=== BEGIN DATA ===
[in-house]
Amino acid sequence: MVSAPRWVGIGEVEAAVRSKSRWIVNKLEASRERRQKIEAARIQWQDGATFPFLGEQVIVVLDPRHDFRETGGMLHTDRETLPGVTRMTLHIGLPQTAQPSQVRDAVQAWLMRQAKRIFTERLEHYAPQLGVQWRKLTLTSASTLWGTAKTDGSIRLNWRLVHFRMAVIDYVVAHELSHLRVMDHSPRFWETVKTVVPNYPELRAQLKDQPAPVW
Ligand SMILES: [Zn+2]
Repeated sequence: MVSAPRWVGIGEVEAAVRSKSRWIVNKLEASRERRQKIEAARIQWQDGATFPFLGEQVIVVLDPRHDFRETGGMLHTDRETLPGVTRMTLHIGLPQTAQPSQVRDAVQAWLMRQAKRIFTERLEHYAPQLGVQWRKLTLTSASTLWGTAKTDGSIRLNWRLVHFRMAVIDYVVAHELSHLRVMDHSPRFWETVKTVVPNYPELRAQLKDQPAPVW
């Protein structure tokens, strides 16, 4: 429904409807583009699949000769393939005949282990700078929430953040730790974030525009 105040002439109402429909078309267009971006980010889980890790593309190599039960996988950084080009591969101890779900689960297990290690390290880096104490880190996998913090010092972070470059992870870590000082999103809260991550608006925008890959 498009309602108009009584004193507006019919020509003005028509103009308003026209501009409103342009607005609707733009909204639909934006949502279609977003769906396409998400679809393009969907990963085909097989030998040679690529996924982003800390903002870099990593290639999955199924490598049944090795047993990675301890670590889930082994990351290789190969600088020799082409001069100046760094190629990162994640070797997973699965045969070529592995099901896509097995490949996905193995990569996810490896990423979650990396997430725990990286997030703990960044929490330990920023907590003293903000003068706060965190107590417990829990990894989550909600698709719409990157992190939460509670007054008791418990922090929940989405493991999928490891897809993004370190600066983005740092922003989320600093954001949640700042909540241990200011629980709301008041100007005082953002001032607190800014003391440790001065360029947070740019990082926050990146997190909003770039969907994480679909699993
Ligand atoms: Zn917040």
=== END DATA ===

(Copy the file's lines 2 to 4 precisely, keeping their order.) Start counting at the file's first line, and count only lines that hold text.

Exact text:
Amino acid sequence: MVSAPRWVGIGEVEAAVRSKSRWIVNKLEASRERRQKIEAARIQWQDGATFPFLGEQVIVVLDPRHDFRETGGMLHTDRETLPGVTRMTLHIGLPQTAQPSQVRDAVQAWLMRQAKRIFTERLEHYAPQLGVQWRKLTLTSASTLWGTAKTDGSIRLNWRLVHFRMAVIDYVVAHELSHLRVMDHSPRFWETVKTVVPNYPELRAQLKDQPAPVW
Ligand SMILES: [Zn+2]
Repeated sequence: MVSAPRWVGIGEVEAAVRSKSRWIVNKLEASRERRQKIEAARIQWQDGATFPFLGEQVIVVLDPRHDFRETGGMLHTDRETLPGVTRMTLHIGLPQTAQPSQVRDAVQAWLMRQAKRIFTERLEHYAPQLGVQWRKLTLTSASTLWGTAKTDGSIRLNWRLVHFRMAVIDYVVAHELSHLRVMDHSPRFWETVKTVVPNYPELRAQLKDQPAPVW